-
-``` sql
-INSERT INTO writable_ext_table SELECT * FROM regular_table;
-```
-
-

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----
-title: Unloading Data Using COPY
----
-
-`COPY TO` copies data from a table to a file (or standard input) on the HAWQ master host using a single process on the HAWQ master instance. Use `COPY` to output a table's entire contents, or filter the output using a `SELECT` statement. For example:
-
-``` sql
-COPY (SELECT * FROM country WHERE country_name LIKE 'A%') 
-TO '/home/gpadmin/a_list_countries.out';
-```
-
-

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----
-title: URL-based Web External Tables
----
-
-A URL-based web table accesses data from a web server using the HTTP protocol. Web table data is dynamic; the data is not rescannable.
-
-Specify the `LOCATION` of files on a web server using `http://`. The web data file(s) must reside on a web server that HAWQ segment hosts can access. The number of URLs specified corresponds to the minimum number of virtual segments that work in parallel to access the web table.
-
-The following sample command defines a web table that gets data from several URLs.
-
-``` sql
-=# CREATE EXTERNAL WEB TABLE ext_expenses (
-    name text, date date, amount float4, category text, description text) 
-LOCATION ('http://intranet.company.com/expenses/sales/file.csv',
-          'http://intranet.company.com/expenses/exec/file.csv',
-          'http://intranet.company.com/expenses/finance/file.csv',
-          'http://intranet.company.com/expenses/ops/file.csv',
-          'http://intranet.company.com/expenses/marketing/file.csv',
-          'http://intranet.company.com/expenses/eng/file.csv' 
-      )
-FORMAT 'CSV' ( HEADER );
-```
-
-

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----
-title: Using a Custom Format
----
-
-You specify a custom data format in the `FORMAT` clause of `CREATE             EXTERNAL TABLE`.
-
-```
-FORMAT 'CUSTOM' (formatter=format_function, key1=val1,...keyn=valn)
-```
-
-Where the `'CUSTOM'` keyword indicates that the data has a custom format and `formatter` specifies the function to use to format the data, followed by comma-separated parameters to the formatter function.
-
-HAWQ provides functions for formatting fixed-width data, but you must author the formatter functions for variable-width data. The steps are as follows.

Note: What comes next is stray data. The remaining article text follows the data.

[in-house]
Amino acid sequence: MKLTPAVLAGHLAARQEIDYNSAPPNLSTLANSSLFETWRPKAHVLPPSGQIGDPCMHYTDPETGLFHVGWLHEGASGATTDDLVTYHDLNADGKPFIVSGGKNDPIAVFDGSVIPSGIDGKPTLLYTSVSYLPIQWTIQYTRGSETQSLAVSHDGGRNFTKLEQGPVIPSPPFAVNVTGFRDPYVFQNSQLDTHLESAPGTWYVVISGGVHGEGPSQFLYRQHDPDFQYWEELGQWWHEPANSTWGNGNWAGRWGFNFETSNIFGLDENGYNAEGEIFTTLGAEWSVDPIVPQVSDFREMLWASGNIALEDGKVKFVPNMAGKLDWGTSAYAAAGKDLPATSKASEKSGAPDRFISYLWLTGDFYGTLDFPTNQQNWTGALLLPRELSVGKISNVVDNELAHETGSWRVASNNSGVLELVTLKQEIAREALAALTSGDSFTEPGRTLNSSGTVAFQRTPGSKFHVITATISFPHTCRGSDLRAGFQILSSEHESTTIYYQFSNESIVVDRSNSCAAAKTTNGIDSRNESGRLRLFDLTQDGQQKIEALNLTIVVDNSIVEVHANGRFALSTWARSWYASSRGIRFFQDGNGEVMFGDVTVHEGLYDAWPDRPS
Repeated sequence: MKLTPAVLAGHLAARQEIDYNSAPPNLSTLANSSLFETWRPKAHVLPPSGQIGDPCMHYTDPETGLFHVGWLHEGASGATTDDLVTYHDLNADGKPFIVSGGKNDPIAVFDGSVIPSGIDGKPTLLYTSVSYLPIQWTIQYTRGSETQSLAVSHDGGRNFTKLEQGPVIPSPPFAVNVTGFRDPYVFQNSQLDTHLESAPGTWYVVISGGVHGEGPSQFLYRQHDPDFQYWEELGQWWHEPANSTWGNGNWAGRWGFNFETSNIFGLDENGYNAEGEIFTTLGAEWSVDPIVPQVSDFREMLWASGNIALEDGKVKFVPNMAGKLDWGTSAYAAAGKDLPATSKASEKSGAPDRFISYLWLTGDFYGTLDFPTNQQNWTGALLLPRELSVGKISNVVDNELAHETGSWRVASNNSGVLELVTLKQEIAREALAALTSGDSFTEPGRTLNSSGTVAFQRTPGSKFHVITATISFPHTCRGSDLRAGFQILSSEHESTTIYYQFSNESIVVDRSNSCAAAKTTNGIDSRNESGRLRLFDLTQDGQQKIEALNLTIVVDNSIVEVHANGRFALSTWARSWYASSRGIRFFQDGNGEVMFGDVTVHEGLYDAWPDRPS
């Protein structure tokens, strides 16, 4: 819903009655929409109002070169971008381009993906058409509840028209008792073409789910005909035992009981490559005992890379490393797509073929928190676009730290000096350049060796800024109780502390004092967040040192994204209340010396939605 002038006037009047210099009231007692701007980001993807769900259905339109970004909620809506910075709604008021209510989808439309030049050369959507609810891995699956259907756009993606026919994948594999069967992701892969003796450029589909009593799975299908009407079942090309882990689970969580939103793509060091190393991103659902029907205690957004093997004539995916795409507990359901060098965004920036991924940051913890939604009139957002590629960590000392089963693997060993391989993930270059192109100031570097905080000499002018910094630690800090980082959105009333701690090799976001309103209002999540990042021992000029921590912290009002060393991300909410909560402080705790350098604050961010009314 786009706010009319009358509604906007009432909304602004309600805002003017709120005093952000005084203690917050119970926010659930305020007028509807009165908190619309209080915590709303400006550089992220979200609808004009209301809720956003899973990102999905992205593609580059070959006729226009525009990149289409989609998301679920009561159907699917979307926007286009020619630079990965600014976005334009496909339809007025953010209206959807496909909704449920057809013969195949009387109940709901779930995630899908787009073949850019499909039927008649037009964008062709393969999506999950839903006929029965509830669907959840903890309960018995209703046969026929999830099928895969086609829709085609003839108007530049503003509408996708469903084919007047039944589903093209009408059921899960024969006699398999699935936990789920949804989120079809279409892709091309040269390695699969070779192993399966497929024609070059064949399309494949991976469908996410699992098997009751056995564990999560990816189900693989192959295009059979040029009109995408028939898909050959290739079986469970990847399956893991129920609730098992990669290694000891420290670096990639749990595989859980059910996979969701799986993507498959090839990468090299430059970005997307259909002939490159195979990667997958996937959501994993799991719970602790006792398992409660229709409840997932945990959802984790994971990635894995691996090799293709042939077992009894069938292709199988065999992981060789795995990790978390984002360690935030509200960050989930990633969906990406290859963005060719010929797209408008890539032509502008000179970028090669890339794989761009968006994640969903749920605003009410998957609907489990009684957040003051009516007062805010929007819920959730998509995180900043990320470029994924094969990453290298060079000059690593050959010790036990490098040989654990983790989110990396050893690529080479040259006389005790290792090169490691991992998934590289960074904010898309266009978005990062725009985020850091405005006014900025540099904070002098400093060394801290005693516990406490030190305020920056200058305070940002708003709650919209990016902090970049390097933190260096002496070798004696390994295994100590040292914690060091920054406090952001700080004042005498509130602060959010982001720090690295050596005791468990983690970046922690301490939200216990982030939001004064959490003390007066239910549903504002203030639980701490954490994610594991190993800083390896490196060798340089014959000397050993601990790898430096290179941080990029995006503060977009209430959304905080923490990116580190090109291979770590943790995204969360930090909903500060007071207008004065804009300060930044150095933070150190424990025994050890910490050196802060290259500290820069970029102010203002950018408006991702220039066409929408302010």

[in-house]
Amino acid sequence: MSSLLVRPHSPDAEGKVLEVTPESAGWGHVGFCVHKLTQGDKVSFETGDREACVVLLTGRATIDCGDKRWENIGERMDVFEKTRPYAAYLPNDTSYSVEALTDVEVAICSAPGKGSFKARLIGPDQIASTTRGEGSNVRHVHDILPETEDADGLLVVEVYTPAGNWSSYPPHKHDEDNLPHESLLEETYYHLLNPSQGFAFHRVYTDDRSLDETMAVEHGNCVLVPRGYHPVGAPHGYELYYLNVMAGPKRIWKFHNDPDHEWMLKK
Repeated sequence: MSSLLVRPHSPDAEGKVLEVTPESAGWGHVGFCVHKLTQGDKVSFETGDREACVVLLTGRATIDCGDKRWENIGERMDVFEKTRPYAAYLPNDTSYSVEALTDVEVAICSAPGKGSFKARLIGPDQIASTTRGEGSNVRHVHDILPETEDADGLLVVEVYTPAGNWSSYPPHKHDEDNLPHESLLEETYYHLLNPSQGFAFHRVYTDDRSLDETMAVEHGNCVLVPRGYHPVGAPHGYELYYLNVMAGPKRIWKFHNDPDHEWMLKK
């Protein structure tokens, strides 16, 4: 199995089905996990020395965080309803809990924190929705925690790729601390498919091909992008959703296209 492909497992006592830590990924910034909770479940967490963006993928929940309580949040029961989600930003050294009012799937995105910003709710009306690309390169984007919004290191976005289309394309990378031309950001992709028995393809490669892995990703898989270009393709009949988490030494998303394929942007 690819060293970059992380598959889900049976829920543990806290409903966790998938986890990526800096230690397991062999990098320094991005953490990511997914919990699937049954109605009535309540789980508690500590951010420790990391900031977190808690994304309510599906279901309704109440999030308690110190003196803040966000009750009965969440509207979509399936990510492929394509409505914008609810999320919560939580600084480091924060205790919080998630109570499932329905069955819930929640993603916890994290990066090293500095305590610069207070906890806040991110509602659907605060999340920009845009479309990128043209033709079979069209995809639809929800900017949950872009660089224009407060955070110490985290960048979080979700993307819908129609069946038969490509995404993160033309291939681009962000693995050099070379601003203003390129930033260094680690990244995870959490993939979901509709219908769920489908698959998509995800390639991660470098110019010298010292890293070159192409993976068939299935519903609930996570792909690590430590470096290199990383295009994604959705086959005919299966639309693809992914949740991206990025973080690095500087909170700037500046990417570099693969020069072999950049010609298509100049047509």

-
-1.  Author and compile input and output functions as a shared library.
-2.  Specify the shared library function with `CREATE FUNCTION` in HAWQ.
-3.  Use the `formatter` parameter of `CREATE EXTERNAL                TABLE`'s `FORMAT` clause to call the function.
-
--   **[Importing and Exporting Fixed Width Data](../../datamgmt/load/g-importing-and-exporting-fixed-width-data.html)**
-
--   **[Examples - Read Fixed-Width Data](../../datamgmt/load/g-examples-read-fixed-width-data.html)**
-
-

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----
-title: Using the HAWQ File Server (gpfdist)
----
-
-The `gpfdist` protocol provides the best performance and is the easiest to set up. `gpfdist` ensures optimum use of all segments in your HAWQ system for external table reads.
-
-This topic describes the setup and management tasks for using `gpfdist` with external tables.
-
--   **[About gpfdist Setup and Performance](../../datamgmt/load/g-about-gpfdist-setup-and-performance.html)**
-
--   **[Controlling Segment Parallelism](../../datamgmt/load/g-controlling-segment-parallelism.html)**
-
--   **[Installing gpfdist](../../datamgmt/load/g-installing-gpfdist.html)**
-
--   **[Starting and Stopping gpfdist](../../datamgmt/load/g-starting-and-stopping-gpfdist.html)**
-
--   **[Troubleshooting gpfdist](../../datamgmt/load/g-troubleshooting-gpfdist.html)**
-
-

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----
-title: Working with File-Based External Tables
----
-
-External tables provide access to data stored in data sources outside of HAWQ as if the data were stored in regular database tables. Data can be read from or written to external tables.
-
-An external table is a HAWQ database table backed with data that resides outside of the database. An external table is either readable or writable. It can be used like a regular database table in SQL commands such as `SELECT` and `INSERT` and joined with other tables. External tables are most often used to load and unload database data.
-
-Web-based external tables provide access to data served by an HTTP server or an operating system process. See [Creating and Using Web External Tables](g-creating-and-using-web-external-tables.html#topic31) for more about web-based tables.
-
--   **[Accessing File-Based External Tables](../../datamgmt/load/g-external-tables.html)**
-
-    External tables enable accessing external files as if they are regular database tables. They are often used to move data into and out of a HAWQ database.
-
--   **[gpfdist Protocol](../../datamgmt/load/g-gpfdist-protocol.html)**
-
--   **[gpfdists Protocol](../../datamgmt/load/g-gpfdists-protocol.html)**
-
--   **[Handling Errors in External Table Data](../../datamgmt/load/g-handling-errors-ext-table-data.html)**
-
-

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----
-title: Write a Transform
----
-